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Welcome to Chef Amore - Recipes for Book Lovers!

Chef Amore is a special website just for book club members. Share your recipes that make your book clubs special, meet new friends and read recipes featured by some of your favorite authors.

Reading is such a pleasureable exerience, and that grows tenfold when you can share the experience with others. Book Clubs have become a popular way to connect and socialize with other readers. What many book club members & readers don't know is that there is a wealth of information available and provided by authors on recipes you can try either featured in their books or available as tie-ins.


Chocolate Lovers Take Note: Hot Fudge Frame-Up by Christine DeSmet 

Order from Amazon | Barnes & Noble

Order from Amazon!Candy shop owner Ava Oosterling mixes it up with a fudge judge with a grudge—who loses his life before he can pick a winner....

Ava is gearing up for the First Annual Arts Festival—a huge celebration that could draw national attention to her old-fashioned fudge shop in Door County, Wisconsin. She’s invited two celebrity chefs to go head-to-head with her in a fudge contest. Everyone is having a tasty time...until a judge for the festival is found dead.

To her shock, he’d been complaining around town that her Fairy Tale fudge flavors were...well, fudged. Now the sheriff is wondering if Ava fits the mold for a murder suspect. As Ava tries to square her reputation and find the real killer, she’s in for a whole batch of trouble....

Includes Delicious Recipes and Fudge-Making Tips!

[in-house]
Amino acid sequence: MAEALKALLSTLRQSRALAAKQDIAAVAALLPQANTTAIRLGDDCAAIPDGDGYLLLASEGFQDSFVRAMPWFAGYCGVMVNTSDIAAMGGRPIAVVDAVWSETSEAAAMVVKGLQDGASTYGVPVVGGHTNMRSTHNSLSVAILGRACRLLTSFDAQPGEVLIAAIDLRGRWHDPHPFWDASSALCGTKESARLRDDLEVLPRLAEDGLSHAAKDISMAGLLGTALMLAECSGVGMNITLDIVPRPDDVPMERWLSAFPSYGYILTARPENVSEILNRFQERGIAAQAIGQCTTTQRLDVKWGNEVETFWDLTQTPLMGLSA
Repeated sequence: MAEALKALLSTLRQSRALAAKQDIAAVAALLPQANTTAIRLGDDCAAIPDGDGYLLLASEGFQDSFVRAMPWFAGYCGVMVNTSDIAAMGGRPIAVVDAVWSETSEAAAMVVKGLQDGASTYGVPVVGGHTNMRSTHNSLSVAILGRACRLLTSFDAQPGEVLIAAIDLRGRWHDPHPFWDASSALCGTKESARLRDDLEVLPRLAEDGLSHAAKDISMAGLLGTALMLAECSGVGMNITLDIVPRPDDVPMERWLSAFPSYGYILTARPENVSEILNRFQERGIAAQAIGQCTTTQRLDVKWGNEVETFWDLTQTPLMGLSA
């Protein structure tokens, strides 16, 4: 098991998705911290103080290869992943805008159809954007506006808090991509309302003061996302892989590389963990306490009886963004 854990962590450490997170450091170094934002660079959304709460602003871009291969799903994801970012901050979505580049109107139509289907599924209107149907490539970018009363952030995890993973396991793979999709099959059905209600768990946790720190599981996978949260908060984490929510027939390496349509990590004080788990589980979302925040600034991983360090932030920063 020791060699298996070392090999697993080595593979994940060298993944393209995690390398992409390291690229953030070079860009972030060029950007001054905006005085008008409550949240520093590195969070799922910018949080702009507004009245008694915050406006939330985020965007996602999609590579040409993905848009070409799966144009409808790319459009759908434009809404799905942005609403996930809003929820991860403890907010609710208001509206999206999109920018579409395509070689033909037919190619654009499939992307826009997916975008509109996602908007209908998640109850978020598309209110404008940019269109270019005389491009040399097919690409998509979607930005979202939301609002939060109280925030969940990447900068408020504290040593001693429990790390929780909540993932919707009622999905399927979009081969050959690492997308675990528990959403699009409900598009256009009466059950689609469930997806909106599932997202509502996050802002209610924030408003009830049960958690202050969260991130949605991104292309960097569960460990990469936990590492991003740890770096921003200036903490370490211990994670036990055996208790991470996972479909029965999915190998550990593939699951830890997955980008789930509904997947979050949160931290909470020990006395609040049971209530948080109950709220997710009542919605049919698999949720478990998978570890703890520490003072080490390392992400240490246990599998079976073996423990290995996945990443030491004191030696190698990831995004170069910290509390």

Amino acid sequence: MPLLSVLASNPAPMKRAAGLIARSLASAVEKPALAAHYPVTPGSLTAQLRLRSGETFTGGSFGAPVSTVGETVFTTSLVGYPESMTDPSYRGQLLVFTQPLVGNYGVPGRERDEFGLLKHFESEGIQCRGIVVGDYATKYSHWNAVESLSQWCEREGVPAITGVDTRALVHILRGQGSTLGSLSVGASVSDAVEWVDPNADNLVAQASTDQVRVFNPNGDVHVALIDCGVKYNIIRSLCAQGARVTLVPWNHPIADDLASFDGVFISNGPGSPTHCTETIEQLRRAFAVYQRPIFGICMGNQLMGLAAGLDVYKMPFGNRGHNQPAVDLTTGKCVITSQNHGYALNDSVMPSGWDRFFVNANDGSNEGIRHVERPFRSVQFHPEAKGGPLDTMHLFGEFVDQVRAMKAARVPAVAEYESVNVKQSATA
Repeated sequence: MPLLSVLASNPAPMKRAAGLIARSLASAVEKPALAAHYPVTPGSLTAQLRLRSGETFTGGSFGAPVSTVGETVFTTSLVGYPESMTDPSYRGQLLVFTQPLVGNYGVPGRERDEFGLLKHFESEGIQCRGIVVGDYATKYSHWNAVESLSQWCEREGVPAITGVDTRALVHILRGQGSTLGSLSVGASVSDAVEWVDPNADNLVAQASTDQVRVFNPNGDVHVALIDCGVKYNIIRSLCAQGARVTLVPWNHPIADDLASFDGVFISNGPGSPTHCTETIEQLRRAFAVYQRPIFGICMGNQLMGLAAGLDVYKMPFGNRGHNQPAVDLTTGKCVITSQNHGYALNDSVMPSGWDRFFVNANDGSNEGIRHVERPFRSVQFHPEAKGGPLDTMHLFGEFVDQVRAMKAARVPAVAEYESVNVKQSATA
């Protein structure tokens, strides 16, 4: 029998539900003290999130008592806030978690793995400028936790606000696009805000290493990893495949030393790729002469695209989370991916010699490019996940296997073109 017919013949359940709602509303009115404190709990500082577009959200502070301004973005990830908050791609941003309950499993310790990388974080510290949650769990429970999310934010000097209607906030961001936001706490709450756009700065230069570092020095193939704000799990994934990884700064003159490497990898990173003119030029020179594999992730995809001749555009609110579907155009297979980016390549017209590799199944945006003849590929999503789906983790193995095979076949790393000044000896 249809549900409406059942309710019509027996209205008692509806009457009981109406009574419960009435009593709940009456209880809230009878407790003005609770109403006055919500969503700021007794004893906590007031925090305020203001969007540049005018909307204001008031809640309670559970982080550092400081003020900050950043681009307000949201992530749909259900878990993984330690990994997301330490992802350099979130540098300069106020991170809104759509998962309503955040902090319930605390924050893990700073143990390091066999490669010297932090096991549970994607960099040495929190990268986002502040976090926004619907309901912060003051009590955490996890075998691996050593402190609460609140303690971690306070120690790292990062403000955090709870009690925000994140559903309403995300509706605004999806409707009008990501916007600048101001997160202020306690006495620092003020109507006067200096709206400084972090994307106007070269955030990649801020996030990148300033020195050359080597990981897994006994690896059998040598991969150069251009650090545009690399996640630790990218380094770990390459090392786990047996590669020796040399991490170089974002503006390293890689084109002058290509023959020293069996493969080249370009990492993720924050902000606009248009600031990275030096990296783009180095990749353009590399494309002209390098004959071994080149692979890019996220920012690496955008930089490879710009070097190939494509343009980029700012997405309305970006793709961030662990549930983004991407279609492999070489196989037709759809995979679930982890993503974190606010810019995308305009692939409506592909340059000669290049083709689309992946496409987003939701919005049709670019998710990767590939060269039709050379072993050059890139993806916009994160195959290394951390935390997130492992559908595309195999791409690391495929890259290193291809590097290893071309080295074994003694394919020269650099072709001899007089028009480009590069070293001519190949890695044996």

(A Fudge Shop Mystery #2)
Obsidian, June 2014
ISBN-10: 0451416481
ISBN-13: 9780451416483
352 pages Paperback


Good Enough to Eat/Risotto A La Melanie

Melanie Hoffman is a former high-powered attorney with a high-calorie lifestyle and a doting hubby who ravishes every inch of her ample frame.  But when health issues threaten, Melanie takes an opportunity to completely transform her life.  She leaves the law, goes to culinary school and studies holistic nutrition, and loses half her body weight through hard work, diet and exercise.  Her experience moves her to open a healthy take-out café-Dining By Design-specializing in healthy, nutritious comfort food.  But the first protein muffin is barely on the rack when the unthinkable happens.  Melanie's husband leaves her.  For a woman twice her size.  Melanie must learn to live and love in a new reality, a new body, a new business and a new life, and along the way she discovers that the weight loss was merely the beginning of an amazing journey of self-discovery.  Full of both decadent and healthy original recipes of comfort foods, GOOD ENOUGH TO EAT is a story of transformation inside and out.